There is no big rush to start cutting the Federal Reserve's benchmark interest rate and there is a need for disinflation to become more broad based, Richmond Fed President Thomas Barkin said on Wednesday.
"I am very supportive of being patient to get to where we need to get," Barkin told an audience during an event held by The Economic Club of Washington when asked about the possibility of interest rate cuts. "I see at this point the tradeoff, which is coming into better balance, is still being in favor of continuing to work on inflation."
Barkin added there was still "a reasonable amount of uncertainty in what we're seeing," citing the need for disinflation to move beyond goods to the services and rental sectors, where he said inflation has stayed more elevated.
The Fed kept its benchmark interest rate unchanged last week in the current range of between 5.25% and 5.5%, a level it has been held at since late July as the central bank works to bring inflation back down to its 2% target rate.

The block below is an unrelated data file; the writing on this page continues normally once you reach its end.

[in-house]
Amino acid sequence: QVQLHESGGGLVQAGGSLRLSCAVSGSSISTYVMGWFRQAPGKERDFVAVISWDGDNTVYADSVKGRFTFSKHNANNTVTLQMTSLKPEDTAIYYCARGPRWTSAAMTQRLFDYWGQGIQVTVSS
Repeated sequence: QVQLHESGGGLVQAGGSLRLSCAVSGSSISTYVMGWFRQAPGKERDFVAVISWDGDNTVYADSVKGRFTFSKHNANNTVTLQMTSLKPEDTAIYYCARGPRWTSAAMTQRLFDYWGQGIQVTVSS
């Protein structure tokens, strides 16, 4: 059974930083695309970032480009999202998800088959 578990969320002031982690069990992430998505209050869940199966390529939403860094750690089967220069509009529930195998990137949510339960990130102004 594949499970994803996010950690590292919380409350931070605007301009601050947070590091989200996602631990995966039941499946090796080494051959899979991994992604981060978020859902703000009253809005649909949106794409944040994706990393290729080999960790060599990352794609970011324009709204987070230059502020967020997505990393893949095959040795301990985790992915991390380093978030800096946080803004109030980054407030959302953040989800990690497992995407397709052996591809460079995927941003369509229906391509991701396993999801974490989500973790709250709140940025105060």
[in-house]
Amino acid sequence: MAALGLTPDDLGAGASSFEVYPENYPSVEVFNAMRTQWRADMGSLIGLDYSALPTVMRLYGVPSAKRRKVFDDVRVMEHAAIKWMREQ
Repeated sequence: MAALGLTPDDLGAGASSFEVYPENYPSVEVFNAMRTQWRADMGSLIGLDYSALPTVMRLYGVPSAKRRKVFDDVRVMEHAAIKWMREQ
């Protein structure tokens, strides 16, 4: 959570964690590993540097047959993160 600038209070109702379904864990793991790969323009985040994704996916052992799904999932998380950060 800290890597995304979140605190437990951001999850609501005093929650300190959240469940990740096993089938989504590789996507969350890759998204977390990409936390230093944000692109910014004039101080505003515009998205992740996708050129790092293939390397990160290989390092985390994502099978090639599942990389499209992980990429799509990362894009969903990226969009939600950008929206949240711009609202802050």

Fed Chair Jerome Powell said after that meeting that he and his colleagues were looking for more confidence that inflation was returning to the U.S. central bank's target in a sustained way before they begin to cut borrowing costs, and all but ruled out a rate cut in March.
Barkin for his part, said that he was in no particular hurry and wanted to have more certainty before reducing the Fed's policy rate.
"There's still a reasonable amount of uncertainty in what we're seeing. I talked about inflation...I am waiting to get more clarity on that before declaring anything more on what we do on the policy side..."
Investors currently expect the Fed to start cutting rates in May, according to the CME Group's Fedwatch tool.